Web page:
Carrot dog, anyone? Bolthouse Farms enters the meat-substitute game

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BAKERSFIELD, Calif. (KGET) — A significant and growing trend in the food industry is the development of plant-based meat substitutes.

Leading the way is the bay area creator of the Impossible Burger, which is branching out this year into plant-based substitutes for things like bacon and lamb.

And now a Bakersfield-based company is taking the imitation-meat challenge.

Bolthouse Farms, the Kern County carrot mega-grower, is poised to start asking consumers this startling question: Would you eat a carrot hot dog?

There are a couple of reasons to consider doing so.

Carrots are better for you than meat, especially the parts of the cow or pig that go into the typical sausage or hot dog. Sausage making — that’s a process we don’t want to see, right?

But the carrot dog has virtually no fat, very little cholesterol and one-sixth the calories of a hot dog.

Then there’s climate change. Livestock is responsible for 62 percent of the world’s agricultural carbon emissions. The less meat we eat, the less impact on the environment.

So consider Bolthouse’s carrot dog, 30 calories, one gram of fat, developed by Kourtney Kobdish of Bakersfield and coming to a supermarket near you this spring — package of six dogs, suggested retail price $4.99.

Add two other products from the Bolthouse Farms Innovation Center on East Brundage Lane in Bakersfield — carrot fettuccine and riced carrot — and we’ve got three new products all bearing the name of a Bolthouse brand the company is calling Wunderoots.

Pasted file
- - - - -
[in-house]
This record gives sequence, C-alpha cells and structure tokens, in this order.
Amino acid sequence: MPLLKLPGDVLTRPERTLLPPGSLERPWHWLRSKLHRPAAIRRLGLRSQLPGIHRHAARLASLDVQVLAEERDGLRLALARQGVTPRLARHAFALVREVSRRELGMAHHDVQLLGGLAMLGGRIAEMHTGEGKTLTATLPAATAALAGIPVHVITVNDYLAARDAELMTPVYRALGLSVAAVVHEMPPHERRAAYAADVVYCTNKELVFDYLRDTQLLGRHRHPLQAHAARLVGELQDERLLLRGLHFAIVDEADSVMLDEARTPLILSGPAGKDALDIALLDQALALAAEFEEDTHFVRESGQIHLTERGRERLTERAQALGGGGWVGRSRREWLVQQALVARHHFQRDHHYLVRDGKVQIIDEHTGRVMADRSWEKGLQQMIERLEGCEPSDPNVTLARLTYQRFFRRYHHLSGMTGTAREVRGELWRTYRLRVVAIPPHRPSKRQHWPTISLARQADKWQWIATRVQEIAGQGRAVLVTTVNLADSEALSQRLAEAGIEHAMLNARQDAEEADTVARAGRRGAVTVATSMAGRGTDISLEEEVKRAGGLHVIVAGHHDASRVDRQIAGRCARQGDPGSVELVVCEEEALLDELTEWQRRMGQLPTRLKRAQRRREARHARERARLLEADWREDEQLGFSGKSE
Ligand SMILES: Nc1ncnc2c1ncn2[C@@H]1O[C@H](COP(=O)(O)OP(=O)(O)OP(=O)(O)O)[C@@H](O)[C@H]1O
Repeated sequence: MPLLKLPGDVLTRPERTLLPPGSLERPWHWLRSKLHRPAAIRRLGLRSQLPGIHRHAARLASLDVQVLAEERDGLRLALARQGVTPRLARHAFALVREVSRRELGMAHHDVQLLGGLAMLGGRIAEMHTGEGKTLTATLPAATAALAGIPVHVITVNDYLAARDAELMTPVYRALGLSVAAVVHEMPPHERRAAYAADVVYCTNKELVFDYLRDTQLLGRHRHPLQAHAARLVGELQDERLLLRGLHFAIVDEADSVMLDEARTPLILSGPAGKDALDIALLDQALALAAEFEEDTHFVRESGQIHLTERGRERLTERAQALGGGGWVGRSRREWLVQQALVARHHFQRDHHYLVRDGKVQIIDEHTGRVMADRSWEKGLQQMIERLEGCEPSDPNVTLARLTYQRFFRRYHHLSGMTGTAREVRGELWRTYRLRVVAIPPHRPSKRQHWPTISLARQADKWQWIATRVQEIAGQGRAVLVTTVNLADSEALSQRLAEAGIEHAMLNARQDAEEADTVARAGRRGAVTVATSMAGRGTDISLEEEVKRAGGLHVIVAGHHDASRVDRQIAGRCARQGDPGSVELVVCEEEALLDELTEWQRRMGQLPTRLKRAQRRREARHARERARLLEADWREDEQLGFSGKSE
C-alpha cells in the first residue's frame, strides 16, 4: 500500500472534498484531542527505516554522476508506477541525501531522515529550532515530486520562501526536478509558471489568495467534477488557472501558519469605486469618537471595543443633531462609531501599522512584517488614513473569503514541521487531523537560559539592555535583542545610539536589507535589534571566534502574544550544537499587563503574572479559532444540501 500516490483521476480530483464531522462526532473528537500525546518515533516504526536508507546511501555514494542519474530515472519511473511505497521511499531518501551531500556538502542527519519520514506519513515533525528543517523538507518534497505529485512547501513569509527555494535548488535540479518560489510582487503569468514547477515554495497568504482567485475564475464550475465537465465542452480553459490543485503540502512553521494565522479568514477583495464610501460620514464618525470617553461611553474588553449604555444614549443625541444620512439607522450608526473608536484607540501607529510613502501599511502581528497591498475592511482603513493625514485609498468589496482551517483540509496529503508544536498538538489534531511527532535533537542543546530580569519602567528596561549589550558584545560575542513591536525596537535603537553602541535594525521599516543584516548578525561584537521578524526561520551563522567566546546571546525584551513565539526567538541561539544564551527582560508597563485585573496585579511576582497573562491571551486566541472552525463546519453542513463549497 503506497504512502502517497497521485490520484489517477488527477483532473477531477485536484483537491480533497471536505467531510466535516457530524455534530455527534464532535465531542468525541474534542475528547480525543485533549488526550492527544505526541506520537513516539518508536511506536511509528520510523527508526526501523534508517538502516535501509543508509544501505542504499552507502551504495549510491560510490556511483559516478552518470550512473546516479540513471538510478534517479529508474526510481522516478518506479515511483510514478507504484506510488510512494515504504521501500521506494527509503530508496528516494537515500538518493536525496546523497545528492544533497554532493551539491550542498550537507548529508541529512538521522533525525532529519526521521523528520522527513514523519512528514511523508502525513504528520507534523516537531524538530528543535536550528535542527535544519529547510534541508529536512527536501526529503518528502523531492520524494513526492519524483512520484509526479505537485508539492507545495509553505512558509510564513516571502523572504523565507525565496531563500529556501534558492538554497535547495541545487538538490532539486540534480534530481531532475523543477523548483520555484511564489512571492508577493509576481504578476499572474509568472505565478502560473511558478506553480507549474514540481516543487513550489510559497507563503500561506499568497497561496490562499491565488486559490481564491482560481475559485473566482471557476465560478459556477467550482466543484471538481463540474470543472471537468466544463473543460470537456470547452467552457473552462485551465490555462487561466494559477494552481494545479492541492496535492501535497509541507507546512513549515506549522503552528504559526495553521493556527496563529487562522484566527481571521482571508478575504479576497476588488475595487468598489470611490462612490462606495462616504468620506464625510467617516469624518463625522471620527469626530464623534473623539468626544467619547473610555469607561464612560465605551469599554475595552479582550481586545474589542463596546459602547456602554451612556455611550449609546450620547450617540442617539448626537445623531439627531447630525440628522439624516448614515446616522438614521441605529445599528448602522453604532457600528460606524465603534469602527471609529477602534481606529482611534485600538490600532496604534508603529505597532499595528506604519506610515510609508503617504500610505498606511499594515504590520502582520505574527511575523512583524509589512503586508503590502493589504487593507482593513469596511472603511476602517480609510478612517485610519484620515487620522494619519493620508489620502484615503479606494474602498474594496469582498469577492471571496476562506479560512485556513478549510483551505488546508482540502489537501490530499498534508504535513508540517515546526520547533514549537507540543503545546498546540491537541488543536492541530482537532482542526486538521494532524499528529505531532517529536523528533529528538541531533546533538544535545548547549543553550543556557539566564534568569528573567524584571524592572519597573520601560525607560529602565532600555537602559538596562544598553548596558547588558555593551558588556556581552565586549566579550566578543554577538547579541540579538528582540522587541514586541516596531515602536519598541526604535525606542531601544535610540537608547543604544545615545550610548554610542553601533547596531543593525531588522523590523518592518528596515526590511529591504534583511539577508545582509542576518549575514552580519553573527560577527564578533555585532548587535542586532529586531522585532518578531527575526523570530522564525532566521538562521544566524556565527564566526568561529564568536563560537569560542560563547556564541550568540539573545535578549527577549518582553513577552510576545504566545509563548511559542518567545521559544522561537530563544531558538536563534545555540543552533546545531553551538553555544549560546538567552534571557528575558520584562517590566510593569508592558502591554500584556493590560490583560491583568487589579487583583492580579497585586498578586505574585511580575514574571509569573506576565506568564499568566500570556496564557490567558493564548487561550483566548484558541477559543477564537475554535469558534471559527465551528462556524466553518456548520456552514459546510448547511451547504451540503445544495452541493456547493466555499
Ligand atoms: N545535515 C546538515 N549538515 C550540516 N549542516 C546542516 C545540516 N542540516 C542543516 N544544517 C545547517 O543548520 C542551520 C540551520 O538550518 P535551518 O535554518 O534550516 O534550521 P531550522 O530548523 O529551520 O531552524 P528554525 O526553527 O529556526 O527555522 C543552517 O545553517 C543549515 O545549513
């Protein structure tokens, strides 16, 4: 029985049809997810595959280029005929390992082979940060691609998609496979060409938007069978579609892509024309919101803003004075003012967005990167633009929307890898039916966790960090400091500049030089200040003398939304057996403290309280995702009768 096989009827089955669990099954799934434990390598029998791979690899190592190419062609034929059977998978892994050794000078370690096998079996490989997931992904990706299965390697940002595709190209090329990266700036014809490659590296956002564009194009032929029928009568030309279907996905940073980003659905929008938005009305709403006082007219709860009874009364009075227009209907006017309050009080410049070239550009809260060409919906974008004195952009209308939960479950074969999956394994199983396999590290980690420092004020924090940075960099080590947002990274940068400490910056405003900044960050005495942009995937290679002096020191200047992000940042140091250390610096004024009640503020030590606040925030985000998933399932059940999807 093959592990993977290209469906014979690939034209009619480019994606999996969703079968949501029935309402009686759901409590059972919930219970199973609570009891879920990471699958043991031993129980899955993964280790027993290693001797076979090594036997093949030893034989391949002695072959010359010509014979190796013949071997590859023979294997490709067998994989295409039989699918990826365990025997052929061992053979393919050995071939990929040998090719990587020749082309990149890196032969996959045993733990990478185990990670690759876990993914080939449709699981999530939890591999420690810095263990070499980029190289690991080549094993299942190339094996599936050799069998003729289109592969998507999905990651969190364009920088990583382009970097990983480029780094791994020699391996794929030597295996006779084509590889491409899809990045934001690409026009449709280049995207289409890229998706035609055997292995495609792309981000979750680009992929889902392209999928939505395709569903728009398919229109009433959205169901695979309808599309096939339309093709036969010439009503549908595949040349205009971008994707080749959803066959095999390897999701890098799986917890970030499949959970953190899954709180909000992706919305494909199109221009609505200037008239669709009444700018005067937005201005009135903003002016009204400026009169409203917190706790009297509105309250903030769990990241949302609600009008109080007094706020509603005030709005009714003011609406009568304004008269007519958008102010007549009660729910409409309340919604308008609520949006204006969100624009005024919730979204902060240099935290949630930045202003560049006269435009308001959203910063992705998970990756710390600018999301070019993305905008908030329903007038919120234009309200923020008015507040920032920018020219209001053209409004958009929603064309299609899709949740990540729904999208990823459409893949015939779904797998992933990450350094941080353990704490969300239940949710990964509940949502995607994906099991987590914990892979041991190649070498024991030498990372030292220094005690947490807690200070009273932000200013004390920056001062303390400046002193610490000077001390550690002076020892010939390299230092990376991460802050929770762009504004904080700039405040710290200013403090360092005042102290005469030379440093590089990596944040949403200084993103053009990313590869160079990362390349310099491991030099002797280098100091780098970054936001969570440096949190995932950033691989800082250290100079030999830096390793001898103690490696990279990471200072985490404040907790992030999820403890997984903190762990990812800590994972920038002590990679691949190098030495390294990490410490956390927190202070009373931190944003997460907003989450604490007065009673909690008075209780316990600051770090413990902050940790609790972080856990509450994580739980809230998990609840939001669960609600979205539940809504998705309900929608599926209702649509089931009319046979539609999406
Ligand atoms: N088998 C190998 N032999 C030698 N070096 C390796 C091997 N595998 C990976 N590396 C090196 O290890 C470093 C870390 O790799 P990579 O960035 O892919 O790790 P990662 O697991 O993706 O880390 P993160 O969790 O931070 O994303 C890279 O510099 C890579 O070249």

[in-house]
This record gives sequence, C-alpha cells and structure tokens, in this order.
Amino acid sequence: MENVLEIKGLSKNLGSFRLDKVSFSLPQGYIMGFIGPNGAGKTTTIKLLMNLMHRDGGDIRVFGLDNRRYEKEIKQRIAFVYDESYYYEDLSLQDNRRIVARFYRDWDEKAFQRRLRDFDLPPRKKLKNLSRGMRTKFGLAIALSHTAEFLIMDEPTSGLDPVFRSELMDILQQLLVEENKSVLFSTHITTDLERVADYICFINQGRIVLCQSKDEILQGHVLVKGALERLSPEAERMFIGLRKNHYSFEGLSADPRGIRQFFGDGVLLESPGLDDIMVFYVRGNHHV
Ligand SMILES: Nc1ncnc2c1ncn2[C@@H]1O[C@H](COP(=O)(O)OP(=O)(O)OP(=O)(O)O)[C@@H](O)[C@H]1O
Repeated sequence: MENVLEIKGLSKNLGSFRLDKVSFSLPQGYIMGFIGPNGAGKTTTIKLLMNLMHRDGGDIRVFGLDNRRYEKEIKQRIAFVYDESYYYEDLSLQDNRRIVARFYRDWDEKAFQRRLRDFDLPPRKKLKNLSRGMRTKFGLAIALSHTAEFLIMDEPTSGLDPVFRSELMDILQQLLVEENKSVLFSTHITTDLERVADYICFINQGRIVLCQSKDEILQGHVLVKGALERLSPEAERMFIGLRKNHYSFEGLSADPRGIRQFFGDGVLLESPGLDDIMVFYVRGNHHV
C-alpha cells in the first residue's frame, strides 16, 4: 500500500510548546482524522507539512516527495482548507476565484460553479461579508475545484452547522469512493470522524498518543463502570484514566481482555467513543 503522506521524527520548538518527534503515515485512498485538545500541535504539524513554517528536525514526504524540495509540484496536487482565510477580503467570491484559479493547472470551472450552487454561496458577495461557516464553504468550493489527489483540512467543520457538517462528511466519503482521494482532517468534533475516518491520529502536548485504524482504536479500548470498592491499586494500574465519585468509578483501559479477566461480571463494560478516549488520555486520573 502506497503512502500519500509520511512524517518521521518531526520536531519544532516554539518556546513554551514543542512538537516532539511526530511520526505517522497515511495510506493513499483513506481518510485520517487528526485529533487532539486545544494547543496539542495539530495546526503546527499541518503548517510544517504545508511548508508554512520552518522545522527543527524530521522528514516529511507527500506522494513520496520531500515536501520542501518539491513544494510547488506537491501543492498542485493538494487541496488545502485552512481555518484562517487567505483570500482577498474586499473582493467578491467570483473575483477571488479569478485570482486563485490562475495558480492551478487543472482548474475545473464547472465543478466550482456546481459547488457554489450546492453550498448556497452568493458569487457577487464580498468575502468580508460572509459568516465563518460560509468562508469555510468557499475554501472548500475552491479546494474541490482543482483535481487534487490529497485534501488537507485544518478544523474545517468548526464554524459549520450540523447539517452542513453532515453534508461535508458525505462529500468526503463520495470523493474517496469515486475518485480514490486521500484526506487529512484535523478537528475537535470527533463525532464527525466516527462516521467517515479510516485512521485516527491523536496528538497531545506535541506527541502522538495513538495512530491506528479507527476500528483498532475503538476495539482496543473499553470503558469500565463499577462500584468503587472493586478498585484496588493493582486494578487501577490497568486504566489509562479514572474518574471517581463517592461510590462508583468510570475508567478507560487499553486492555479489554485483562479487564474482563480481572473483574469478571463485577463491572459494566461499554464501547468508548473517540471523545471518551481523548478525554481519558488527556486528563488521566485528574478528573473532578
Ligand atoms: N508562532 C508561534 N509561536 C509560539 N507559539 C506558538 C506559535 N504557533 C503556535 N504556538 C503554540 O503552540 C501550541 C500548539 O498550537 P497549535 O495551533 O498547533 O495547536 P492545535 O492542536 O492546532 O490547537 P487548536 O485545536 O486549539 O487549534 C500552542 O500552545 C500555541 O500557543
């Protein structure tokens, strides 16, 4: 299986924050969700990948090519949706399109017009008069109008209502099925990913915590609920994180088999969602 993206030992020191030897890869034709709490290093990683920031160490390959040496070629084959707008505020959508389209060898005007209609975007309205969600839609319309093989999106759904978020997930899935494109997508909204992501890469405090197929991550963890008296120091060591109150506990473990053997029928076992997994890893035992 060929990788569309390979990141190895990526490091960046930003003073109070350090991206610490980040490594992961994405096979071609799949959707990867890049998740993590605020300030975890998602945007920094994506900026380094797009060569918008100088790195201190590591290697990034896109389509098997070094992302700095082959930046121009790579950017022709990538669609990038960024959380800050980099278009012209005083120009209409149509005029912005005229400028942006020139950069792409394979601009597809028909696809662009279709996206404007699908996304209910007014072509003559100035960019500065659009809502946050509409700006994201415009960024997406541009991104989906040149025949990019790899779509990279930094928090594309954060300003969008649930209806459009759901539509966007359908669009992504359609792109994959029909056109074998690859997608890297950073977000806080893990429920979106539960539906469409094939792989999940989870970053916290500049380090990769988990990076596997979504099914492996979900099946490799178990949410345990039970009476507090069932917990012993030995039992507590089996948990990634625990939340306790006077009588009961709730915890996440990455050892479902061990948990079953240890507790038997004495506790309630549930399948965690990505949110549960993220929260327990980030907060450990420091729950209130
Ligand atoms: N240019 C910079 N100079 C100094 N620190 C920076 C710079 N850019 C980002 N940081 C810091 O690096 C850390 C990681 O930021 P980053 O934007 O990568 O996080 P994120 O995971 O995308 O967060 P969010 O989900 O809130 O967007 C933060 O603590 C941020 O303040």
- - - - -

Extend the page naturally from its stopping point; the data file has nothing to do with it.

But carrot dogs are especially noteworthy and here’s why. They represent Bolthouse’s entry into the plant-based meat substitute market, which was worth $12 billion last year and is estimated to hit $28 billion by 2025. Bolthouse wants a piece of that.

The time is right, says Phil Kooy of Bolthouse Farms.

“Consumers are gravitating and looking for more plants in their diets, and produce has long been, obviously, an option,” Kooy said. ” … There’s a rising trend of consumers out there we call flexitarians. They’re not necessarily vegan or vegetarian but they’re just looking for ways to incorporate more fun, easy, nutritious vegetable based options into their diets. So that’s exactly what we’re doing.”

So a lot is riding on these carrot dogs: chorizo style, sweet Italian style and classic American style.

I fired up the old backyard hibachi and cooked up some Bolthouse carrot dogs — and on the grill next to it fired up some Ballpark brand all-beef franks. Yep, the old taste test.

Now, personally, I can’t eat a hot dog, any kind of hot dog, without fried onions, or sauerkraut, or both, and lots of mustard. But for the sake of science I sampled a plain, unadorned frank.

Verdict: Not bad. Still tastes like a carrot. But not bad.

Does the Bolthouse carrot dog stand up next to the Ballpark all-beef frank? Let’s just say it depends on your mood.

But this much is certain. Bolthouse has another unique product in its wide-ranging lineup, which includes carrot juices, carrot dressings, carrot fettuccine, riced carrots and carrot dogs, in addition to two dozen ways to slice, dice, shave and package regular old carrots.

The market for plant-based meat substitutes is already hot and getting hotter. And now we have a new player — Bakersfield’s Bolthouse Farms. Game on.

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